Rajan Mittal, vice chairman and Managing Director of Bharti Enterprises, remarked on the success of the iCET in progressing conversations around 5G.
“iCET successfully deliberated on the deployment of Open RAN technology for 5G to create trusted sources, trusted networks, and trusted partners,” he said.
“The potential is limitless for both India and the US to come together to create a semiconductor highway to serve the world. This is a real possibility of a win-win-all that is needed is some imagination and a bold political will and we have both of that today,” said Vinayak Dalmia, who is part of the India’s business delegation.
Edward Knight, executive vice chairman of NASDAQ, and Chair of the USIBC Global Board of Directors, said the US and India pursuing this initiative on critical and emerging technologies demonstrates their growing alignment and sends signals of confidence to the investment community.
Other discussion topics included defence and space technology. Roundtable participants underlined the importance of greater cooperation between government, industry, and academia to build a stronger innovation ecosystem that supports American and Indian competitiveness in both traditional and novel defense domains, the statement said.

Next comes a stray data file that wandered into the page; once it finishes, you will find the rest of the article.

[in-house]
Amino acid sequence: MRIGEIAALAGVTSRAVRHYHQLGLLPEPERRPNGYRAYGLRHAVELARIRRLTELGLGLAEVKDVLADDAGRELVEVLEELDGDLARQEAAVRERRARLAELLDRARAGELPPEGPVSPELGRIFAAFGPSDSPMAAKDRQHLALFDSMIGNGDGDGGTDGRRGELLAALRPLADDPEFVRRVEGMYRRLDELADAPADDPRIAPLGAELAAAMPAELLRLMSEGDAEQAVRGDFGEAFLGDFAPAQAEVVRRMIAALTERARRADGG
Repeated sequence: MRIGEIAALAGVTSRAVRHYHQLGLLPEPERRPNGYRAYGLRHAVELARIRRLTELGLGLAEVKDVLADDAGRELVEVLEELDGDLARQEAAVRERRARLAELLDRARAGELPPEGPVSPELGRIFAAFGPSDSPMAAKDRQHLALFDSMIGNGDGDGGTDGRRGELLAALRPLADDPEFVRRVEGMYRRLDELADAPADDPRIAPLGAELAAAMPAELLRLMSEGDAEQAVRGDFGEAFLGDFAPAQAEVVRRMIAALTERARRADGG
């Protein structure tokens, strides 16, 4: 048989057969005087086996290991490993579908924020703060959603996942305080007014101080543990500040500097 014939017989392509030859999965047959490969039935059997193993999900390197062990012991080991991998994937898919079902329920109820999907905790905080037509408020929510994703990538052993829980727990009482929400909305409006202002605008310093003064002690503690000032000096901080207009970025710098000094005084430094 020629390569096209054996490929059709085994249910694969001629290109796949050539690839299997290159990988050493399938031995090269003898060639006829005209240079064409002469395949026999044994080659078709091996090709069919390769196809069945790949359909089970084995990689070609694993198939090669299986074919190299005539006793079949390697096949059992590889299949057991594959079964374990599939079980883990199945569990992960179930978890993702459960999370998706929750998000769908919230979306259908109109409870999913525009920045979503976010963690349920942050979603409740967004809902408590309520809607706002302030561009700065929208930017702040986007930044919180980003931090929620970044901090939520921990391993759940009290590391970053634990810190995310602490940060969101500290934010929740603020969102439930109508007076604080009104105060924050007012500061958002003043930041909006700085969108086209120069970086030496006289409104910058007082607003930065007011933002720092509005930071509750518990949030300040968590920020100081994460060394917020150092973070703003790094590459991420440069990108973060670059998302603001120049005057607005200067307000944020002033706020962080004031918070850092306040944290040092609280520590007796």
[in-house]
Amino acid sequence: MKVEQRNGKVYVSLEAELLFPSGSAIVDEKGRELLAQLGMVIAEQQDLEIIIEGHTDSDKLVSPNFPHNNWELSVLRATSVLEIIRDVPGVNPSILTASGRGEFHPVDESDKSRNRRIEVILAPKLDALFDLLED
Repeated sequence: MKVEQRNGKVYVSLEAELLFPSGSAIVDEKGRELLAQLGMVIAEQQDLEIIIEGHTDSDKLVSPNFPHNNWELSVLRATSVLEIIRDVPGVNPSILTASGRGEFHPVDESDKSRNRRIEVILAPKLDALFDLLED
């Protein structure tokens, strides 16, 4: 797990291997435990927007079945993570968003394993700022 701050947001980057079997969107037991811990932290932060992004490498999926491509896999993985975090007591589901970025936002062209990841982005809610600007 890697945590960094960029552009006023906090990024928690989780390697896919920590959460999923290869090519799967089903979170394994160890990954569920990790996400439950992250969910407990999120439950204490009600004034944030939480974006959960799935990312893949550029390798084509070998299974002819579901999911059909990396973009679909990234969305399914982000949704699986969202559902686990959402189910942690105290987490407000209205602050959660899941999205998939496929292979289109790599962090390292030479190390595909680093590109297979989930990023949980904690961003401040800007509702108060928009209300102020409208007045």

Participants also discussed the critical value that startups and VCs play in accelerating innovation and the commercialisation of new technologies, it said.
Industry representatives noted that shared resolve to facilitate the movement of high skilled workers and scientific personnel, as well as to ease export control measures and protect intellectual property frameworks, would be key to further developing the US-India innovation ecosystem, it added.